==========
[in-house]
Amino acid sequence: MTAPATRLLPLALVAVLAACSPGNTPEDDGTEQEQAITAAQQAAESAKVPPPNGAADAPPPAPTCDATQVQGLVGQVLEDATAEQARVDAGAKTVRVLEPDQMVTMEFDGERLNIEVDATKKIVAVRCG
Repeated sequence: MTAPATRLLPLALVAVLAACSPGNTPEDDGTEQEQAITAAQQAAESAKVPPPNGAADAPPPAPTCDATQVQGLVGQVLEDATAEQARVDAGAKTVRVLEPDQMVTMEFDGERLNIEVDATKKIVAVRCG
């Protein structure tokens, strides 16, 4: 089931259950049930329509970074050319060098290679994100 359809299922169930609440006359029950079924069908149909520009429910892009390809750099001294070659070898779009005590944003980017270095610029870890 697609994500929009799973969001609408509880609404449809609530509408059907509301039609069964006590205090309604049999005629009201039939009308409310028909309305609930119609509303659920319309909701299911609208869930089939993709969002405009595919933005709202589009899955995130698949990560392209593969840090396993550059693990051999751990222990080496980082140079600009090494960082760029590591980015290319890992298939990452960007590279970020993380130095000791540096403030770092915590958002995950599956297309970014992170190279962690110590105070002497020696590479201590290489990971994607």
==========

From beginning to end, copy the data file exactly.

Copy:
[in-house]
Amino acid sequence: MTAPATRLLPLALVAVLAACSPGNTPEDDGTEQEQAITAAQQAAESAKVPPPNGAADAPPPAPTCDATQVQGLVGQVLEDATAEQARVDAGAKTVRVLEPDQMVTMEFDGERLNIEVDATKKIVAVRCG
Repeated sequence: MTAPATRLLPLALVAVLAACSPGNTPEDDGTEQEQAITAAQQAAESAKVPPPNGAADAPPPAPTCDATQVQGLVGQVLEDATAEQARVDAGAKTVRVLEPDQMVTMEFDGERLNIEVDATKKIVAVRCG
């Protein structure tokens, strides 16, 4: 089931259950049930329509970074050319060098290679994100 359809299922169930609440006359029950079924069908149909520009429910892009390809750099001294070659070898779009005590944003980017270095610029870890 697609994500929009799973969001609408509880609404449809609530509408059907509301039609069964006590205090309604049999005629009201039939009308409310028909309305609930119609509303659920319309909701299911609208869930089939993709969002405009595919933005709202589009899955995130698949990560392209593969840090396993550059693990051999751990222990080496980082140079600009090494960082760029590591980015290319890992298939990452960007590279970020993380130095000791540096403030770092915590958002995950599956297309970014992170190279962690110590105070002497020696590479201590290489990971994607």